Man Uses Burka Disguise to Participate in Women’s Chess Tournament

A Kenyan man recently made international news headlines after being caught taking part in a women’s chess tournament using a full burka as a disguise.

In what is considered a first for the Kenyan Chess Federation, a disciplinary committee is currently debating the proper punishment for a male player who disguised himself as a Muslim woman in an attempt to win a women’s chess tournament. 25-year-old Stanley Omondi was reportedly facing financial woes when he decided to try and get his hands on the £2,400 ($3,000) grand prize of a women’s chess tournament. To pull it off without attracting too much suspicion, the male chess player put on a black burka which only left his eyes and feet visible, and registered under the false name ‘Millicent Awour’. At first, organizers were none the wiser to the player’s gender, but it was his prowess at the game of chess that first drew their attention…

Photo: Chess Kenya

“We didn’t have any suspicion at first, because wearing a hijab is normal,” Chess Kenya President Bernard Wanjala told BBC Africa, adding that it was his convincing victories against some notable female players that drew their attention.

“It would be unlikely to have a new person who has never played a tournament to be this strong,” Wanjala added.

As Omondi kept winning, organizers started noticing other small red flags, like the fact that the player’s footwear looked more masculine that the other players’, and that he never spoke, either to members of the tournament staff or other players, which was very unusual.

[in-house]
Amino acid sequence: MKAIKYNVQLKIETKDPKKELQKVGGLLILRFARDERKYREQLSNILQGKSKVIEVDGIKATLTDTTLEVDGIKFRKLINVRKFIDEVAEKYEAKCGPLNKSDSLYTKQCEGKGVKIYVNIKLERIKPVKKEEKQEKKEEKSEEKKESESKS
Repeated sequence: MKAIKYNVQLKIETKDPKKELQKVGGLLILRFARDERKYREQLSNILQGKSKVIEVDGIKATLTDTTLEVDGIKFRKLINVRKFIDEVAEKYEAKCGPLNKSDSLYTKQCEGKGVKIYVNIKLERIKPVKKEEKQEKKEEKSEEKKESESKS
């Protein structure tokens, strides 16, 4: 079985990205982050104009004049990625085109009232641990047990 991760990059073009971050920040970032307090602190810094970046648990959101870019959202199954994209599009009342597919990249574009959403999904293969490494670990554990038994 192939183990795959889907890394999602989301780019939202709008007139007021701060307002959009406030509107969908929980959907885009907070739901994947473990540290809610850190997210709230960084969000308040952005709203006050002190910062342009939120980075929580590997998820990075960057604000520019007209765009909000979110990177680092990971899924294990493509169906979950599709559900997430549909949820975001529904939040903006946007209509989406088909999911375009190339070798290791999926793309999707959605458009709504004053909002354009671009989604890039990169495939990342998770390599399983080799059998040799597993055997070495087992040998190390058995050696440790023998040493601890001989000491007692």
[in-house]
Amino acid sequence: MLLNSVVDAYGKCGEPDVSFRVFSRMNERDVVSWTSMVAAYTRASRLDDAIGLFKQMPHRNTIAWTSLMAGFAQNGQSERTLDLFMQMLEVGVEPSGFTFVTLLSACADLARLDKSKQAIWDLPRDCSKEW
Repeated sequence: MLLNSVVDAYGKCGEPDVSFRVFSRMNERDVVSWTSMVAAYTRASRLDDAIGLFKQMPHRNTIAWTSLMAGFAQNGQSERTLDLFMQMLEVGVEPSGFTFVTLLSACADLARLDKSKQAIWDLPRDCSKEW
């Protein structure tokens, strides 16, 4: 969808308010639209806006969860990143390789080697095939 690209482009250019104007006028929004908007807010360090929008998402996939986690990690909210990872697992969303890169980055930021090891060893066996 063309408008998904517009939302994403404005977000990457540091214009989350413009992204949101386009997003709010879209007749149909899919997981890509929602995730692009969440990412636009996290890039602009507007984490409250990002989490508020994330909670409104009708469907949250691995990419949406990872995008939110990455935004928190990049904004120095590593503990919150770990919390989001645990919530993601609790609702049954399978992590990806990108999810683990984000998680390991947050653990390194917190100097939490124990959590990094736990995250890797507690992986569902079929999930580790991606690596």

“We also noticed he was not talking, even when he came to collect his tag, he couldn’t speak, ordinarily, when you are playing, you speak to your opponent… because playing a chess game is not war, it’s friendship,” Wanjala said.

Photo: Chess Kenya

Still, because they didn’t want to be accused of profiling the player due to their religious attire, Chess Kenya let Millicent Awour continue to play. However, after beating a very strong opponent in the fourth round, organizers intervened and called the player a ‘he’ to his face.  He didn’t seem surprised and actually admitted to being a man immediately.

“He said he was only doing that because he had financial difficulties and thought winning the title will help him overcome them, the Chess Kenya President told journalists.

Stanley Omondi’s case has been referred to the international chess federation for consideration, and many expect him to be banned from all official chess competitions for several years.

Photo: Chess Kenya

While this may be the first time a man disguises himself as a woman to win a chess tournament, we’ve reported similar cases in college exam scenarios.

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